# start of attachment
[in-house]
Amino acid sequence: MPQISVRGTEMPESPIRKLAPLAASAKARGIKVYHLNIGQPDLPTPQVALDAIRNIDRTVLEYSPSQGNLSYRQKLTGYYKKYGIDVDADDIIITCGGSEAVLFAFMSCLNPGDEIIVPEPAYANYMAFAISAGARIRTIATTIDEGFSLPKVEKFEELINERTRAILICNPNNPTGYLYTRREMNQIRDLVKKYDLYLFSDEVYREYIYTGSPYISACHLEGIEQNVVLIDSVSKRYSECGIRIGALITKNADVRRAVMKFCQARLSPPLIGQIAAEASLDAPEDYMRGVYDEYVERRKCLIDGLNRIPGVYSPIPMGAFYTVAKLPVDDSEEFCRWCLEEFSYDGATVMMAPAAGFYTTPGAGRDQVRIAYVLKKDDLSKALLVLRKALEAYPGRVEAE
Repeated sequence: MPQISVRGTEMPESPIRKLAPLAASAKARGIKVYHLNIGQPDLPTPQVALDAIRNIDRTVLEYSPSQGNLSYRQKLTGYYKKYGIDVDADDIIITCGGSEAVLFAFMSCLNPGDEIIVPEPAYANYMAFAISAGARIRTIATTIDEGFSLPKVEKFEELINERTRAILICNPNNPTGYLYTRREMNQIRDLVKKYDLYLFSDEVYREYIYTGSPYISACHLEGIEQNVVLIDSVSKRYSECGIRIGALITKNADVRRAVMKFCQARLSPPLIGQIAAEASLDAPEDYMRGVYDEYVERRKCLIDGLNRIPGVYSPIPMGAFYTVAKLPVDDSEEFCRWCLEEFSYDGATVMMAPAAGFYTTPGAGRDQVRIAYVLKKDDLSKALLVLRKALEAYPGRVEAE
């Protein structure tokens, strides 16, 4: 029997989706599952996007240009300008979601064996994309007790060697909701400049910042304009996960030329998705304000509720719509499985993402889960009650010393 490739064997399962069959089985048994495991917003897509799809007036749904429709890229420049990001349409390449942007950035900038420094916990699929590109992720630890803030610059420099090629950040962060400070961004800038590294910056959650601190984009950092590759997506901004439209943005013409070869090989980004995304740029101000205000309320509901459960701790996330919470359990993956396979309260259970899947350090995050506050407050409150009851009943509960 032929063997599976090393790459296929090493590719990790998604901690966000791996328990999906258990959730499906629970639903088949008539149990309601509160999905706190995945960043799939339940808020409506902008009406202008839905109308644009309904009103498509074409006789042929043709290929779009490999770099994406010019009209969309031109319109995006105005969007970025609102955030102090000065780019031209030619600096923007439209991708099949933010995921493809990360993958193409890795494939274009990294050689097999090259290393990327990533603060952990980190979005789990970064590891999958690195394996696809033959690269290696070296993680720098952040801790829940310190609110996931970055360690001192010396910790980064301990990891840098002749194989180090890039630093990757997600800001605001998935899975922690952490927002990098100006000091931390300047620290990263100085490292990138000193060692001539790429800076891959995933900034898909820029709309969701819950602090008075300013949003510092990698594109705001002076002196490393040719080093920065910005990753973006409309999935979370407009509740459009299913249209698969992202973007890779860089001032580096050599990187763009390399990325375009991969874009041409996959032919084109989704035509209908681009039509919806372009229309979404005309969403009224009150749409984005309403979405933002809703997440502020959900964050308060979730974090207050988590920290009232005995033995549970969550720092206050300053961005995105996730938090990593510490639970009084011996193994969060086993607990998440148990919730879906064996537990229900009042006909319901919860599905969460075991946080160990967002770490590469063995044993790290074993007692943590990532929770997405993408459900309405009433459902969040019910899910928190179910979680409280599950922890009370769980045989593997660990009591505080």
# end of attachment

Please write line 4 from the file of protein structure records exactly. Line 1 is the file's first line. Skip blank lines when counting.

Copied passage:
């Protein structure tokens, strides 16, 4: 029997989706599952996007240009300008979601064996994309007790060697909701400049910042304009996960030329998705304000509720719509499985993402889960009650010393 490739064997399962069959089985048994495991917003897509799809007036749904429709890229420049990001349409390449942007950035900038420094916990699929590109992720630890803030610059420099090629950040962060400070961004800038590294910056959650601190984009950092590759997506901004439209943005013409070869090989980004995304740029101000205000309320509901459960701790996330919470359990993956396979309260259970899947350090995050506050407050409150009851009943509960 032929063997599976090393790459296929090493590719990790998604901690966000791996328990999906258990959730499906629970639903088949008539149990309601509160999905706190995945960043799939339940808020409506902008009406202008839905109308644009309904009103498509074409006789042929043709290929779009490999770099994406010019009209969309031109319109995006105005969007970025609102955030102090000065780019031209030619600096923007439209991708099949933010995921493809990360993958193409890795494939274009990294050689097999090259290393990327990533603060952990980190979005789990970064590891999958690195394996696809033959690269290696070296993680720098952040801790829940310190609110996931970055360690001192010396910790980064301990990891840098002749194989180090890039630093990757997600800001605001998935899975922690952490927002990098100006000091931390300047620290990263100085490292990138000193060692001539790429800076891959995933900034898909820029709309969701819950602090008075300013949003510092990698594109705001002076002196490393040719080093920065910005990753973006409309999935979370407009509740459009299913249209698969992202973007890779860089001032580096050599990187763009390399990325375009991969874009041409996959032919084109989704035509209908681009039509919806372009229309979404005309969403009224009150749409984005309403979405933002809703997440502020959900964050308060979730974090207050988590920290009232005995033995549970969550720092206050300053961005995105996730938090990593510490639970009084011996193994969060086993607990998440148990919730879906064996537990229900009042006909319901919860599905969460075991946080160990967002770490590469063995044993790290074993007692943590990532929770997405993408459900309405009433459902969040019910899910928190179910979680409280599950922890009370769980045989593997660990009591505080």